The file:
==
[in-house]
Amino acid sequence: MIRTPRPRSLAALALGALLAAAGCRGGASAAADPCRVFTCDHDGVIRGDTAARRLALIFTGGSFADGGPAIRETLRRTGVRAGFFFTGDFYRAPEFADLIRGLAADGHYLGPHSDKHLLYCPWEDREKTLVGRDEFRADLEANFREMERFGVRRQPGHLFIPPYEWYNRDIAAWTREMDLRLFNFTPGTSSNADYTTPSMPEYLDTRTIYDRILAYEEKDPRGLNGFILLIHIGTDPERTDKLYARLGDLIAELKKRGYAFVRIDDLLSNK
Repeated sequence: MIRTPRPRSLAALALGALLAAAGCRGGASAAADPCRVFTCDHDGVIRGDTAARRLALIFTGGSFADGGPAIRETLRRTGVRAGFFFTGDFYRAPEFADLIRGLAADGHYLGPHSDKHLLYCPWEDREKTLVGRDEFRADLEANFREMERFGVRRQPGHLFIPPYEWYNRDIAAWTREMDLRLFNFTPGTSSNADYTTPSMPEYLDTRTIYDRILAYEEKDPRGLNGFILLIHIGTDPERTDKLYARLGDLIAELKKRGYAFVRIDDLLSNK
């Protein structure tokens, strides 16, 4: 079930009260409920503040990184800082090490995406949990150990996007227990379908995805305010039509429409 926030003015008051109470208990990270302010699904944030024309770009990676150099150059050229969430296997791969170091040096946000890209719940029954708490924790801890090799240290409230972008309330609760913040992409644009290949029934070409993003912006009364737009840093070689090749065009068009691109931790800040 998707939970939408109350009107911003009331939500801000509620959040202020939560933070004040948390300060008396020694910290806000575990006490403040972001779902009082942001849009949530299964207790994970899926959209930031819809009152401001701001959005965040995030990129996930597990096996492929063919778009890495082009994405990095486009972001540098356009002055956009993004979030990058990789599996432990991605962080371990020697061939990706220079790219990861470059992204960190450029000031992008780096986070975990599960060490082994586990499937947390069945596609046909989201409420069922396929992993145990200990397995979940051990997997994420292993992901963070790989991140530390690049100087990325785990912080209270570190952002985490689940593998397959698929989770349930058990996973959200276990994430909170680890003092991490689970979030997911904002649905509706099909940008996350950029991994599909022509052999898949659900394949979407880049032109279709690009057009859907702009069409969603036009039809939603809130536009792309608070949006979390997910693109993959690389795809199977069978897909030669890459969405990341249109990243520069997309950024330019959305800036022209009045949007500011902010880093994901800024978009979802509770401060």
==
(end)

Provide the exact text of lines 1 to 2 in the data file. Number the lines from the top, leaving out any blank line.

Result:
[in-house]
Amino acid sequence: MIRTPRPRSLAALALGALLAAAGCRGGASAAADPCRVFTCDHDGVIRGDTAARRLALIFTGGSFADGGPAIRETLRRTGVRAGFFFTGDFYRAPEFADLIRGLAADGHYLGPHSDKHLLYCPWEDREKTLVGRDEFRADLEANFREMERFGVRRQPGHLFIPPYEWYNRDIAAWTREMDLRLFNFTPGTSSNADYTTPSMPEYLDTRTIYDRILAYEEKDPRGLNGFILLIHIGTDPERTDKLYARLGDLIAELKKRGYAFVRIDDLLSNK